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Hansen, Joyce .
New York : Clarion, 1980.
IL 3-6, RL 5.3
ISBN 089919852X

(2 booktalks)

 Booktalk #1

                  Fifth-grader Doris lived on 163rd Street in the Bronx, but it felt more like prison.  She had to come straight home from school, because her mother was afraid of gang trouble on the playground.  She missed seeing pick-up basketball games with Russell, Big Sherman, and a guy they called Yellow Bird.  The twins, Mickey and Dotty, always made fun of her because she couldn’t do anything.  Doris was miserable.  She just wanted to be like everyone else.

                    That is when the new boy, Amir, came to her class.  He was small, looked a little older than the rest of the kids; he was quiet, thoughtful, nice but different.  Amir had a way of getting you to do something you had not planned on doing, and he was never bothered about not fitting in and being like everyone else.  Doris didn’t understand how “not fitting in” didn’t seem to bother Amir.  And she didn’t understand how just being around him, somehow, got a person to look at life a little differently.  Just what was it about Amir that made him so different?  Find out for yourself by reading The Gift-Giver, by Joyce Hansen.

                    (Exerpt from the book)
                    “How come you so different from the other boys, Amir?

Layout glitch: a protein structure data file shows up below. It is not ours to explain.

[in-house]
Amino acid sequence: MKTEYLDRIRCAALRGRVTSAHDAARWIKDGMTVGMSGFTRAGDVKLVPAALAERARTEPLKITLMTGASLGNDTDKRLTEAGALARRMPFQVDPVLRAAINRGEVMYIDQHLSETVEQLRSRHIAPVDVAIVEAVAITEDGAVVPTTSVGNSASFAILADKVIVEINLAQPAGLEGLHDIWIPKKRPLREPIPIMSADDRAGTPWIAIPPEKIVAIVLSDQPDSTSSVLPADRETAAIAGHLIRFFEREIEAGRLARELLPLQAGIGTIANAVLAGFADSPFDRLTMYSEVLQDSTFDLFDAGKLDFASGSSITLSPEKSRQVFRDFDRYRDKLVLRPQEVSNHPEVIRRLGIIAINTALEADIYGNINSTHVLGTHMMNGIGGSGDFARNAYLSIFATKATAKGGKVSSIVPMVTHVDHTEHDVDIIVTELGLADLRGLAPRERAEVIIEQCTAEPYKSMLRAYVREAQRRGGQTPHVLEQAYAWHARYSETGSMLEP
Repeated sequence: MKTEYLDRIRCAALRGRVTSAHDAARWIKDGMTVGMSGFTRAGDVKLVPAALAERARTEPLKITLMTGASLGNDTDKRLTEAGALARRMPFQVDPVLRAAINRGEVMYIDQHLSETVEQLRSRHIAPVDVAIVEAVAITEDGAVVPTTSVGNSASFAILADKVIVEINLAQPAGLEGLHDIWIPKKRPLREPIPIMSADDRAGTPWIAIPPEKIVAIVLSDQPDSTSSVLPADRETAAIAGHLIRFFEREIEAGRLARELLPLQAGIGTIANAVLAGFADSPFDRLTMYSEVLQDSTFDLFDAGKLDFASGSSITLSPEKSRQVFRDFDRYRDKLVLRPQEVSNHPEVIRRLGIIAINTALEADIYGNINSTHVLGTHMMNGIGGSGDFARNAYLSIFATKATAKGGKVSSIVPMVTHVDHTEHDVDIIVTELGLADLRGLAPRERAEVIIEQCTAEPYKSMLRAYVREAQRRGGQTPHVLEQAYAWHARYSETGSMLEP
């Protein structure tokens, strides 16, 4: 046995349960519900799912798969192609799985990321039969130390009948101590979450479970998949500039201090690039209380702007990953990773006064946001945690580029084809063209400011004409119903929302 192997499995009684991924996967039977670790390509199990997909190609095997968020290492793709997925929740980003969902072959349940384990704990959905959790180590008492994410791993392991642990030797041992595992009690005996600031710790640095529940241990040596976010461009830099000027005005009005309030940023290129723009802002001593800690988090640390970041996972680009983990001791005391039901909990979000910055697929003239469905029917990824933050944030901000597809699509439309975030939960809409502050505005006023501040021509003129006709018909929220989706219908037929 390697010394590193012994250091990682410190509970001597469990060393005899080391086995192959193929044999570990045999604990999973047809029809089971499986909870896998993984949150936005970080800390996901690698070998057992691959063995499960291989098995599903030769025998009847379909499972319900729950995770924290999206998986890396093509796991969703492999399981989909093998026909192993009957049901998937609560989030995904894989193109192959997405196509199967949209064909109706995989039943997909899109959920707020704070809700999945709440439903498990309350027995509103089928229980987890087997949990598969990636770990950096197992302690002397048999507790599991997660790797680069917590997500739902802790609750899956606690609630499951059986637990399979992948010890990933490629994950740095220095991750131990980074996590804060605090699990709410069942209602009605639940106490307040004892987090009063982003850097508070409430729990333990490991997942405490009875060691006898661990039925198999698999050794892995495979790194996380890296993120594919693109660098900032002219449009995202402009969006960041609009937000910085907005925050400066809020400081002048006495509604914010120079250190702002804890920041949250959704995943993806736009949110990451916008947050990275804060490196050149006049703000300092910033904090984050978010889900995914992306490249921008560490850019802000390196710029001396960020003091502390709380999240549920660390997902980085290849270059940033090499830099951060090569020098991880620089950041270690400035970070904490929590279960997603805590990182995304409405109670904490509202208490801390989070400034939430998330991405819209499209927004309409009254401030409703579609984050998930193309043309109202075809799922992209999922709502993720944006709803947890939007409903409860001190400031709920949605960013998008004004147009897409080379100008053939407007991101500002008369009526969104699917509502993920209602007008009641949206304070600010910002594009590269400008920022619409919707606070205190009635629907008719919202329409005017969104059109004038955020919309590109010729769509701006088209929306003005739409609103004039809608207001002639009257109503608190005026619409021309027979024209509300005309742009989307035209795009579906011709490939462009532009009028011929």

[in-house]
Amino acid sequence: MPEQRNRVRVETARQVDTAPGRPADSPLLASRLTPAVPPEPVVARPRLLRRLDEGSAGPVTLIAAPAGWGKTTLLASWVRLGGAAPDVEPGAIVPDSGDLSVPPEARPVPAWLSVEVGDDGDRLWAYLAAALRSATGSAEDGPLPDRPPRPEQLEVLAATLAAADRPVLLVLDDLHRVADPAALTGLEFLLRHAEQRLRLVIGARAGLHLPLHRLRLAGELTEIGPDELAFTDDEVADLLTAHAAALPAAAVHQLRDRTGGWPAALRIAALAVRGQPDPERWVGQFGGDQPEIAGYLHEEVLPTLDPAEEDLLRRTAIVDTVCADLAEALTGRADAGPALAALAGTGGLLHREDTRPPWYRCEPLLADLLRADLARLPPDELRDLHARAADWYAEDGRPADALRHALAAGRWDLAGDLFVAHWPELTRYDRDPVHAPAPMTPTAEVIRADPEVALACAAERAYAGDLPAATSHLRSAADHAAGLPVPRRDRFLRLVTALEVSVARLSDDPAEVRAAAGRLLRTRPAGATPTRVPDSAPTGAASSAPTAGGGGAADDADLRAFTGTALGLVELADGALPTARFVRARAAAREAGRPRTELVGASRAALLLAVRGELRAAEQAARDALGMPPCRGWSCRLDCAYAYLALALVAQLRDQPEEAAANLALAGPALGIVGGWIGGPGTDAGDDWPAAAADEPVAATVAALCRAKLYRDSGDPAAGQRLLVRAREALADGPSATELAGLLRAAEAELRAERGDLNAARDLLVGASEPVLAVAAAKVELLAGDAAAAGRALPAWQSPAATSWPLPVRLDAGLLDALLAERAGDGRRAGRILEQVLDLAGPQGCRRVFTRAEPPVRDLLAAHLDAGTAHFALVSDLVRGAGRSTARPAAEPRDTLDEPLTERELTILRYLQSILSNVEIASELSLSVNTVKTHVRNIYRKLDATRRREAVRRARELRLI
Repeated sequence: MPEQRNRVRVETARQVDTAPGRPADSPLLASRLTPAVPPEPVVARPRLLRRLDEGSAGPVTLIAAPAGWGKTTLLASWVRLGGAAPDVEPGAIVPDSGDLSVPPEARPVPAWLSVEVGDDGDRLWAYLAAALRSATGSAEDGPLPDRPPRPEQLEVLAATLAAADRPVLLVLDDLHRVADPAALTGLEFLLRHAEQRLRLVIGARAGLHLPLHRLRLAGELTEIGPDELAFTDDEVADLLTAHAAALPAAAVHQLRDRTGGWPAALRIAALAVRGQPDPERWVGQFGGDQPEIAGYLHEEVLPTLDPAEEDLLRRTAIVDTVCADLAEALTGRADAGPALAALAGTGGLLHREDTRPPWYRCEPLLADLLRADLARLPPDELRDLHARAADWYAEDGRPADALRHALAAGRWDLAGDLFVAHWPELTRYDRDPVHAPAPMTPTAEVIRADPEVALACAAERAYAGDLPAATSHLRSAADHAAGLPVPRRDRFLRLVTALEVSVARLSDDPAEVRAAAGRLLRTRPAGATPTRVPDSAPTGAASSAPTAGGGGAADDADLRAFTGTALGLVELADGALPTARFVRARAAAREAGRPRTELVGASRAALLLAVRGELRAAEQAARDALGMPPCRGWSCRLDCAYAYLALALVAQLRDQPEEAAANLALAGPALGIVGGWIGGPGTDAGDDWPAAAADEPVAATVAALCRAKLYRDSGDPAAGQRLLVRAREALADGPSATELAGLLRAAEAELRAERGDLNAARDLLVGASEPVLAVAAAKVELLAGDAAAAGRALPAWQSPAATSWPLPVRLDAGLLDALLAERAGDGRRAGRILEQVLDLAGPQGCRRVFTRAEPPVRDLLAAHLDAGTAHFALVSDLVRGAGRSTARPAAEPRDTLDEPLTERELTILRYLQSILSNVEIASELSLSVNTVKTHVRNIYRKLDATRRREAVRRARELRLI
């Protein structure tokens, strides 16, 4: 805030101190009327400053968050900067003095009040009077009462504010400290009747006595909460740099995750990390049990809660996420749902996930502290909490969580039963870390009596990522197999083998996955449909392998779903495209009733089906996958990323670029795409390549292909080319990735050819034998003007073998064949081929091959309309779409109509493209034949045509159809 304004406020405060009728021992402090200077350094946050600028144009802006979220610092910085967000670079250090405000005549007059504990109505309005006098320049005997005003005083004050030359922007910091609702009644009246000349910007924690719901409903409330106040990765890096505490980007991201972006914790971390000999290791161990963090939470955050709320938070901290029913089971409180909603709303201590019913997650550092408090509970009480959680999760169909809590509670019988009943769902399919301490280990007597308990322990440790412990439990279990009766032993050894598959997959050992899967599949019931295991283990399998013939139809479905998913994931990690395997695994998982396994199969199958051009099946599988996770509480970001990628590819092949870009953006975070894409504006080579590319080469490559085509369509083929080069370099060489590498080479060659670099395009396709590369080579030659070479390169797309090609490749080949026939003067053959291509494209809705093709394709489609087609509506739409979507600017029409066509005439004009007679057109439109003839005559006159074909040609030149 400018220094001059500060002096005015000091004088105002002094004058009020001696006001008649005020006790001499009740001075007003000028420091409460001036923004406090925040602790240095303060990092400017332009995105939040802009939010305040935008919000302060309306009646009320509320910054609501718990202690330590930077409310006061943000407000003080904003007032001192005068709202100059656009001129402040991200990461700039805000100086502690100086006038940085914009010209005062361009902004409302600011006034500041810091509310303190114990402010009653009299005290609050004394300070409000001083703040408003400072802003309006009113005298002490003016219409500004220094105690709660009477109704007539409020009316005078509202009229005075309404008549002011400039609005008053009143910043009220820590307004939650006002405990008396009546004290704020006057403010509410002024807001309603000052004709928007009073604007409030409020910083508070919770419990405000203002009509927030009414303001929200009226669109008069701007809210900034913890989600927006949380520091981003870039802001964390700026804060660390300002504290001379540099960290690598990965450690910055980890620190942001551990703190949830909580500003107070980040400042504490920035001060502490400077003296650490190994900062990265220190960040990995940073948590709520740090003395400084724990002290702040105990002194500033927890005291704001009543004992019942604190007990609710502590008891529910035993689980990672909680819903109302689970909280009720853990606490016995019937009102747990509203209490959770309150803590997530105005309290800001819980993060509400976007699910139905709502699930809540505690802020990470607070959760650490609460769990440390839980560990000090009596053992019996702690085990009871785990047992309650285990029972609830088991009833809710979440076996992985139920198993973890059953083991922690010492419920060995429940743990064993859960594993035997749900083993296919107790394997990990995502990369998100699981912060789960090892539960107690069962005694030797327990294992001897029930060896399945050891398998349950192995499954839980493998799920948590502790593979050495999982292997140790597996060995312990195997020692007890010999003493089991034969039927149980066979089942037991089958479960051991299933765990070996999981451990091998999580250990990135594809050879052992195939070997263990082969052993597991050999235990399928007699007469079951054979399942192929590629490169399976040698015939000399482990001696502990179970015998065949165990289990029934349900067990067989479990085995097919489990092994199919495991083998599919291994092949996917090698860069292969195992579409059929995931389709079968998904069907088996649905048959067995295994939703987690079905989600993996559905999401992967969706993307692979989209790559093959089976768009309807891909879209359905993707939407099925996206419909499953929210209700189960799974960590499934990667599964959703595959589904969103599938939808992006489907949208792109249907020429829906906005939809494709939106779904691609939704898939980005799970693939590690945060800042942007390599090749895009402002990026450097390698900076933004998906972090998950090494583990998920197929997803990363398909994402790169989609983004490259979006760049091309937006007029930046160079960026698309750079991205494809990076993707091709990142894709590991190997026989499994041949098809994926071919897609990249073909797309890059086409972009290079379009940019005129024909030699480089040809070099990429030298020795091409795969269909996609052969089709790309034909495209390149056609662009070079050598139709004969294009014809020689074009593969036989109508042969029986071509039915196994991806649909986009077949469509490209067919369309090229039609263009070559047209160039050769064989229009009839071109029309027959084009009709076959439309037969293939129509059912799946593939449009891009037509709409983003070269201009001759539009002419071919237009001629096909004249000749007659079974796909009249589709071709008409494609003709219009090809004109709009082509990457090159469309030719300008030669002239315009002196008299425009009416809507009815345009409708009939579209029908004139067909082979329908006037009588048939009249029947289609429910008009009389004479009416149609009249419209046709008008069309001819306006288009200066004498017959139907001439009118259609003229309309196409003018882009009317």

He laughed.  “I’m different”
                    “You don’t know you different?”
                    “Why everybody got to be alike, Doris?”
                    “Well, people laugh at you when you different or strange…”
                    “People are always talking and laughing at somebody.  Talk can’t hurt you.  If you can’t do what other people do, so what?  Do something else.”

                    The Gift-Giver was Joyce Hansen’s first book and it was set in her native New York City. This former teacher has written historical fiction, non-fiction, and other realistic fiction books, including Yellow Bird and Me, and One True Friend (a continuation of The Gift-Giver).  Ms. Hansen currently lives in West Columbia, South Carolina.  (Gail King, USC College of Information & Library Science.

Booktalk #2

Doris lived in the Bronx, New York with her friends Sherman, Yellow Bird, Big Russell, and the twins, Mickey and Dotty.  There were few places to play in the city, and her parents were afraid to let her go to the playground.  So too often they made her come inside their apartment, much earlier than her friends had to go home.  The twins teased her.  Oh, how she hated not being able to do the things that the other kids could do.

                    Late that school year Amir joined her fifth grade class.  Doris felt sorry for him, because she knew that it is hard being new, and she thought the boys would give him a hard time.  Amir was small and quiet, but he was not afraid.  He didn't run home after school like many new kids did.  Instead he hung around and joked with the fellows.  He had a way of putting them at ease and even getting them to do things they had never thought of doing before they met him.

                    As he and Doris became friends he got her to think about why she felt it was so important to be like everyone else; why she worried so much that people would laugh at her and think that she was strange.  “People are always talking and laughing at somebody,” Amir said.  “Talk can't hurt you.  If you can't do what other people do, so what?  Do something else.”

                    Read about how one small and lonely boy changed the hearts of those he would call friends, in The Gift-Giver.  (Gail A. King,, University of South Carolina)

SUBJECTS:     African Americans -- Fiction.
                        Friendship -- Fiction.


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